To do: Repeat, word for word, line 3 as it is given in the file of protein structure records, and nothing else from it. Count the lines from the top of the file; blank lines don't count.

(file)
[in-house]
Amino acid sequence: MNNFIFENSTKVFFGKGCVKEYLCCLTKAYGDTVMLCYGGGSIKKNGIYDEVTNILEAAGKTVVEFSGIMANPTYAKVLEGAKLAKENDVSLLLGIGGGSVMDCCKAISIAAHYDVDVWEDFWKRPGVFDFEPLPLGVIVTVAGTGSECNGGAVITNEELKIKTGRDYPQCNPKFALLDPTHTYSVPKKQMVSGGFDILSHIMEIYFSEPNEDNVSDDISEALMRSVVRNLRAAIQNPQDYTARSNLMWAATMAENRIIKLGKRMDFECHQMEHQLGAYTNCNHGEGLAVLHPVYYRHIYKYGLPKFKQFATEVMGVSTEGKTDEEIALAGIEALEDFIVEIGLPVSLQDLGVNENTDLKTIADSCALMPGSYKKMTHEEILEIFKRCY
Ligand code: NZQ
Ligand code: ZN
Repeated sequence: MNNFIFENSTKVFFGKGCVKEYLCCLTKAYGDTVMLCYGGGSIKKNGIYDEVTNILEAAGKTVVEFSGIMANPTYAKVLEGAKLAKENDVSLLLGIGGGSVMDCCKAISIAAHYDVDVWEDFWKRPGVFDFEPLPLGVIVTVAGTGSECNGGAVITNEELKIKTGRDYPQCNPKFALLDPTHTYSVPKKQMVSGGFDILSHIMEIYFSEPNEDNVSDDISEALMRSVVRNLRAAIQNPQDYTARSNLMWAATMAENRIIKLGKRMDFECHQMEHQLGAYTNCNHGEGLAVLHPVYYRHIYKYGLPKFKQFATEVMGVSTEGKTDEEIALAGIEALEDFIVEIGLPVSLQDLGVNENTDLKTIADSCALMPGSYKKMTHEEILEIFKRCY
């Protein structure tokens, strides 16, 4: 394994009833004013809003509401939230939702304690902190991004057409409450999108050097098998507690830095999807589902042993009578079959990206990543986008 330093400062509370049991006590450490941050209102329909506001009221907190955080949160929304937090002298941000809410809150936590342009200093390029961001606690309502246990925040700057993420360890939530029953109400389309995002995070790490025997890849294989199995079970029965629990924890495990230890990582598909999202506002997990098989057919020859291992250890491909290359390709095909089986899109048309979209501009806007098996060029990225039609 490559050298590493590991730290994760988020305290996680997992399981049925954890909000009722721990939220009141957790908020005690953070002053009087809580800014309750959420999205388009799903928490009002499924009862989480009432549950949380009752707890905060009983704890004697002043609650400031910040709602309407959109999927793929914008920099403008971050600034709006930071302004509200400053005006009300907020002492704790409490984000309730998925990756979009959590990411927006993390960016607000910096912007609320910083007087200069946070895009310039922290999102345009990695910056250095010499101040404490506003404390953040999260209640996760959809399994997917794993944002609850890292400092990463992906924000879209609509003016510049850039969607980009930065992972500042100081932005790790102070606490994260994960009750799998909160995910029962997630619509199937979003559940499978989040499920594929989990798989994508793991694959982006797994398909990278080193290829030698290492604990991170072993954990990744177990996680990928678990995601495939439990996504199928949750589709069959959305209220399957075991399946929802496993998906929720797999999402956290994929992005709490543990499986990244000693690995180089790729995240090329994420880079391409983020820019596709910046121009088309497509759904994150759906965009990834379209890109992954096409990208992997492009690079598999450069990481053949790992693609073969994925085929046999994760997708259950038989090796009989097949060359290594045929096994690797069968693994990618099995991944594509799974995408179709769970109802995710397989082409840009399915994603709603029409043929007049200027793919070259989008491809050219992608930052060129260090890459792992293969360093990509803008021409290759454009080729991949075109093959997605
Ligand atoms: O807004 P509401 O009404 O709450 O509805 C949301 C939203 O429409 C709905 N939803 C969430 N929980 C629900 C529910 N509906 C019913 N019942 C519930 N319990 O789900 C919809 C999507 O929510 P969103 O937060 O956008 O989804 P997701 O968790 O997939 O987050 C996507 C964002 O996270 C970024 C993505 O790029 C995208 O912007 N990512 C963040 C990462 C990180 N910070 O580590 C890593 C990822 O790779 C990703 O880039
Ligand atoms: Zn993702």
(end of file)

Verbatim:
Ligand code: NZQ